Public Release: 

Study shows that workers seek information from people they already know

Familiarity breeds content

University of Washington

Even with the Internet at their fingertips, people who really need information are more likely to seek it from other people - especially people they know.

That is what University of Washington researchers discovered when they tracked, in minute detail, how 31 aerospace engineers obtained information vital to their work. The engineers usually chose human sources over written ones and were three times more likely to choose familiar people over experts they didn't know.

The study by UW Information School professor Raya Fidel and assistant professor Maurice Green will be published in the journal Information Processing and Management.

"The human side of information-seeking is so important," Fidel said. "This shows that companies would benefit from encouraging richer social connections."

That could mean offering free cafeteria lunches once a week, or installing small kitchens where employees can "bump into" colleagues. Support meetings of people who do similar jobs, known as a "community of practice," also can expand connections, the researchers said.

"But richer social connections do not result from management dictates - that doesn't work," Green said. "Provide a variety of incentives to the rank and file in order to encourage and support them as they make those connections."

The researchers analyzed more than 600 single-spaced pages of their transcribed interviews to understand the engineers' thinking and performance in doing recent work tasks:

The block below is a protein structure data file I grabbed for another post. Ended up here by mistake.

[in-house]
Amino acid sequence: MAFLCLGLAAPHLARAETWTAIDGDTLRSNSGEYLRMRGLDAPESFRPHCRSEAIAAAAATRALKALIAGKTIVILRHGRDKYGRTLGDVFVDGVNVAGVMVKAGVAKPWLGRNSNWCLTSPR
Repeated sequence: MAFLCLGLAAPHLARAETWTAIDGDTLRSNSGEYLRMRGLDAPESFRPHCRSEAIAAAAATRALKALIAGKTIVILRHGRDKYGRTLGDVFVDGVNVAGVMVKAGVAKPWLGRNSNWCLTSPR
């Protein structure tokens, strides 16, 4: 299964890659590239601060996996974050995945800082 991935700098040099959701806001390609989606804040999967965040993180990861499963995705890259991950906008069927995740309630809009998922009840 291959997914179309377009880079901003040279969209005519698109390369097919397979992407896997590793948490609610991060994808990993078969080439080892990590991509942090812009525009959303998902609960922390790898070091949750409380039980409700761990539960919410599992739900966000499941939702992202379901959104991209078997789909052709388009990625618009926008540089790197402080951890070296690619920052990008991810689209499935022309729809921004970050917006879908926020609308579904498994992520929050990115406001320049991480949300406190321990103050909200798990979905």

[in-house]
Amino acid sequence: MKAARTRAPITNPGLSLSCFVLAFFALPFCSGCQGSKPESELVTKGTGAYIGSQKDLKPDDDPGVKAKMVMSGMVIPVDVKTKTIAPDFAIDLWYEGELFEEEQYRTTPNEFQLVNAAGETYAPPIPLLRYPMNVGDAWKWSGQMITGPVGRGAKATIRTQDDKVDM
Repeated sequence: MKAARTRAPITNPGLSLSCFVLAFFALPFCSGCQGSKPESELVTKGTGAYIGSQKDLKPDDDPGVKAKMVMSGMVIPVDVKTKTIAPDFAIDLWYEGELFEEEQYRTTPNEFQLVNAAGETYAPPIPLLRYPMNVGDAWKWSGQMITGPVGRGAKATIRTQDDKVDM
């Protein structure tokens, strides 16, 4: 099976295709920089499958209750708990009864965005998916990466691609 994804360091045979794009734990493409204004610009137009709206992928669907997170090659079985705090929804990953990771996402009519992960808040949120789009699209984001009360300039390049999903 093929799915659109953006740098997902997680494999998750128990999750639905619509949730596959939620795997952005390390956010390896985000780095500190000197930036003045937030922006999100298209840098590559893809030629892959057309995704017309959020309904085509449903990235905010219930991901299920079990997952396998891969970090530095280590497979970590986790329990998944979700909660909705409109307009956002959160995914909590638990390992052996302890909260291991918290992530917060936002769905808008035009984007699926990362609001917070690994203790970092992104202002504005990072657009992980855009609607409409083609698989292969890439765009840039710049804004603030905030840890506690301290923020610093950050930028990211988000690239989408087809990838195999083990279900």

• Ninety-seven percent of the engineers consulted another person at least once, while 77 percent searched the Internet and intranet sites at least once.
  • Among 117 situations in which a person was the source consulted, it most often was a co-worker (31 percent of cases), followed by an outside expert (29 percent).
  • The most common reason for selecting a person as a source - by a factor of more than 3 to 1 - was that the engineer knew the person.

Fidel, who also serves as co-director of the UW's new Center for Human-Information Interaction, said the study validates the use of structured but open-ended interviews to dissect complex information-seeking processes. Larger-scale studies using the technique will lead, she said, to the design and implementation of information systems that can boost the productivity and satisfaction of workers in many fields.

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For more information, contact Fidel at 206-543-1888 or fidelr@u.washington.edu, or Green at 206-616-0988 or mauriceg@u.washington.edu.
The Center for Human-Information Interaction Web address is http://www.ischool.washington.edu/research/chii.htm.

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